Saturday, January 28, 2012

Pregnant Pause, by Han Nolan

When 16-year-old Elly gets pregnant, she's convinced that she and her boyfriend can raise the baby. At least better than his parents (who want the baby for themselves) or her own older sister (who is determined to get it as well). But when she marries the father and spends the summer at a fat camp run by her in-laws, she gets an opportunity to explore her feelings about children, other men, and the choices that have ended her up where she is. And while just about everyone seems to be dead set against her, she fights every step of the way.

On its face, this mash of camp story, pregnancy morality tale, and teen romance ought to not work, but it actually does. Yes, there are plenty of random story twists that pop up and get smashed down like a whack-a-mole, but the story stays together (up until the end at least -- I'm not much of a fan of the final chapter!). I'll admit that I personally wasn't always so drawn into the story, but I think it was a good one. The special sauce in this mix is Elly herself. She's whiny and self-centered, but strong-willed and surprisingly centered for someone who screws up a lot. It's hard not to respect her, even if you can't quite imagine liking her. For me, that's enough to take the story to a higher level.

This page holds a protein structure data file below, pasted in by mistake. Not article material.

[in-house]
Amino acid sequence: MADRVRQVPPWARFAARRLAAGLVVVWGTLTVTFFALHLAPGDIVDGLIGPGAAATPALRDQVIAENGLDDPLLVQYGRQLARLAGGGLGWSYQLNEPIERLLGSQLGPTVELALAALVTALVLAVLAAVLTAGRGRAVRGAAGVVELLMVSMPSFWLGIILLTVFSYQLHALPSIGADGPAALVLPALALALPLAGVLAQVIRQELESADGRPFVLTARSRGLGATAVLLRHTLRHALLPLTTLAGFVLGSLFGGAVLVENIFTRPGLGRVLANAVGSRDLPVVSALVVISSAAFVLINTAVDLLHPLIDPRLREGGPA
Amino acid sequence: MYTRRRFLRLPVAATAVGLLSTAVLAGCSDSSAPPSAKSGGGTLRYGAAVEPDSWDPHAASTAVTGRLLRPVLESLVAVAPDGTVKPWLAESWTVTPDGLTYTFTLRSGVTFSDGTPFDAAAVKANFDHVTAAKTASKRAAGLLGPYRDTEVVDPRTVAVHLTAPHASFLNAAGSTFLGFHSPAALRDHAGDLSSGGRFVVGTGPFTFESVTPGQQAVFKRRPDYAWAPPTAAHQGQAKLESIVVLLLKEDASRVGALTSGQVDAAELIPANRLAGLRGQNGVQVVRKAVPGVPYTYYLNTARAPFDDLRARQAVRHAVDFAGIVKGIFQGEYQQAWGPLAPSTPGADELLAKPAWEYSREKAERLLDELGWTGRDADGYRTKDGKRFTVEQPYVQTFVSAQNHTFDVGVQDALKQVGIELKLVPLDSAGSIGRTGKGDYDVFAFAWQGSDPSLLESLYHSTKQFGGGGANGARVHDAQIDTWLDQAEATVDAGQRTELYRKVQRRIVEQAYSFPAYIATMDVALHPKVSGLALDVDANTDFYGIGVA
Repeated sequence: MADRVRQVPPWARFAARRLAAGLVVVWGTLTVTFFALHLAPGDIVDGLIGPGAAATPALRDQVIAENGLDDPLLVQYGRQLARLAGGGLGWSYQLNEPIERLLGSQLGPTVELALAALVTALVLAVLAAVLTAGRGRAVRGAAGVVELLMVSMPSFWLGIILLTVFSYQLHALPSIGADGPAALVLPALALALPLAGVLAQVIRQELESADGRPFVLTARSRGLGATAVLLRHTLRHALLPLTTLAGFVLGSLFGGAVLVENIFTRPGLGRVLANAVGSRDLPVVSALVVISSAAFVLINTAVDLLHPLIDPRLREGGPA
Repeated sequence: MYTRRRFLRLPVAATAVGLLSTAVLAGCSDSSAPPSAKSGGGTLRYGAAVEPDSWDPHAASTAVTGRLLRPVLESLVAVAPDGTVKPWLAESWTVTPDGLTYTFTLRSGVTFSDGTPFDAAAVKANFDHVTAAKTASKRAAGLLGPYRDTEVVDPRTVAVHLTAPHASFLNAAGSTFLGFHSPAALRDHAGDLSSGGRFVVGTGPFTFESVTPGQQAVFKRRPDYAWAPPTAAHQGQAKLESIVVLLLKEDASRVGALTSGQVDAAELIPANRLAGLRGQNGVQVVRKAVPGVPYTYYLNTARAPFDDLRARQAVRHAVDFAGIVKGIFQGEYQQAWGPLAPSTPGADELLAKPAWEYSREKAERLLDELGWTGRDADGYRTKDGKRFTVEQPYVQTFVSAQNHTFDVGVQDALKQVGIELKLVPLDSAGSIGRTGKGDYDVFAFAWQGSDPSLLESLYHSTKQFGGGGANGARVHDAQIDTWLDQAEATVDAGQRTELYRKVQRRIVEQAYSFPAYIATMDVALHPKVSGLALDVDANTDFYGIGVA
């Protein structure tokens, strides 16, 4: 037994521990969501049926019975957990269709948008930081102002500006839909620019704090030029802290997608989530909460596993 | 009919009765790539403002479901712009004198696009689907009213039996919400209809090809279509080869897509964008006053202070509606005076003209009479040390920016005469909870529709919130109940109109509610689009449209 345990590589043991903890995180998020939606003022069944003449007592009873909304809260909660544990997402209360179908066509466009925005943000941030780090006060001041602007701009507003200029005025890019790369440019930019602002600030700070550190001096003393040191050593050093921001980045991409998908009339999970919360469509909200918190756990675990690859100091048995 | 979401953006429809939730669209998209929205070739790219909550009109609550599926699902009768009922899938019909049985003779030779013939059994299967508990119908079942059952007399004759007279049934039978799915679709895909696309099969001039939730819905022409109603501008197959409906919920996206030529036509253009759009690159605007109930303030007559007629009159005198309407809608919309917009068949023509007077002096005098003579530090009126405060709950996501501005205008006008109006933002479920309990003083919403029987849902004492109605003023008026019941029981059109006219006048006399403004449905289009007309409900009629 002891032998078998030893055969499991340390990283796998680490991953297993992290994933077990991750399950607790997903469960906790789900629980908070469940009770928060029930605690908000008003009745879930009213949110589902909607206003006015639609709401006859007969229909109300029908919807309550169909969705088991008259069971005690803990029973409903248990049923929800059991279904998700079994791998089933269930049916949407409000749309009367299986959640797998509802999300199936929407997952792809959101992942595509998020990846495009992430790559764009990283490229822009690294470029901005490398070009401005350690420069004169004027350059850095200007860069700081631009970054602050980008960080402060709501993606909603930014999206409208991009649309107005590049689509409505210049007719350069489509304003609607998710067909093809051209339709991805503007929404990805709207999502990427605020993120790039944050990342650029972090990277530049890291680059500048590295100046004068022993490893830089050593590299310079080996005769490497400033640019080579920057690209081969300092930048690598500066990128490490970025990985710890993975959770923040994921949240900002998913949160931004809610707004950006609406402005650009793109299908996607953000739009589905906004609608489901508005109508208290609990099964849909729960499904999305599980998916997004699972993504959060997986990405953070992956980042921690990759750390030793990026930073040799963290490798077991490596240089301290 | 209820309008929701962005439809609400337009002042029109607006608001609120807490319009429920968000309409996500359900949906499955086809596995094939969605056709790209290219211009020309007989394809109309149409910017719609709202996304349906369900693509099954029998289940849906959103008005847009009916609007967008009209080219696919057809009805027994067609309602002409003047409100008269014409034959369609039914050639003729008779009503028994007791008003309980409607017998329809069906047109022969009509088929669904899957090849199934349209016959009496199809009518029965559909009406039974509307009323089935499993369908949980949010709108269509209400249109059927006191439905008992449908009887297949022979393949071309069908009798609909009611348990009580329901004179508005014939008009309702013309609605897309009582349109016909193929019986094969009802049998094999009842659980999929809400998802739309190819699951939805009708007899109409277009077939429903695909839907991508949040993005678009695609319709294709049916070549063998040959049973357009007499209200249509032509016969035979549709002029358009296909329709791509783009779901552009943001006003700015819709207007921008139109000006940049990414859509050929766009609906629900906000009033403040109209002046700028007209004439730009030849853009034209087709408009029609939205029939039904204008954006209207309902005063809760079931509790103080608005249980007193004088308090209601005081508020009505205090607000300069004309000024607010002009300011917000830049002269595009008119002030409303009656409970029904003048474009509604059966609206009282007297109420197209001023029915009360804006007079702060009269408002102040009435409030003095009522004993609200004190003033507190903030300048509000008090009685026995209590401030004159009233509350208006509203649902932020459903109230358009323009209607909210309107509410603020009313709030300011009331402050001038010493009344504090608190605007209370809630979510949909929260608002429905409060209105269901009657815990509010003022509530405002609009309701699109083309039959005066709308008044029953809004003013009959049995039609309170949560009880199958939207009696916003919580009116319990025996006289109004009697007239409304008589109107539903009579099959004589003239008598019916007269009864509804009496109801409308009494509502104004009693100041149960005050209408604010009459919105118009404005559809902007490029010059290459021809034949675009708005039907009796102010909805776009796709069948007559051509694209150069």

I did find the fighting with the adults to be awfully repetitive. Everyone pretty much says the same thing again and again. And hearing the grown-ups drone on and on about how Elly can't take care of herself (let alone a baby) started driving me as nuts as it was driving her. That sort of conflict is never resolved and it grew tiresome waiting for a breakthrough. And the ending (as I mentioned) is a bit of a cheap attempt to resolve it all at the end.

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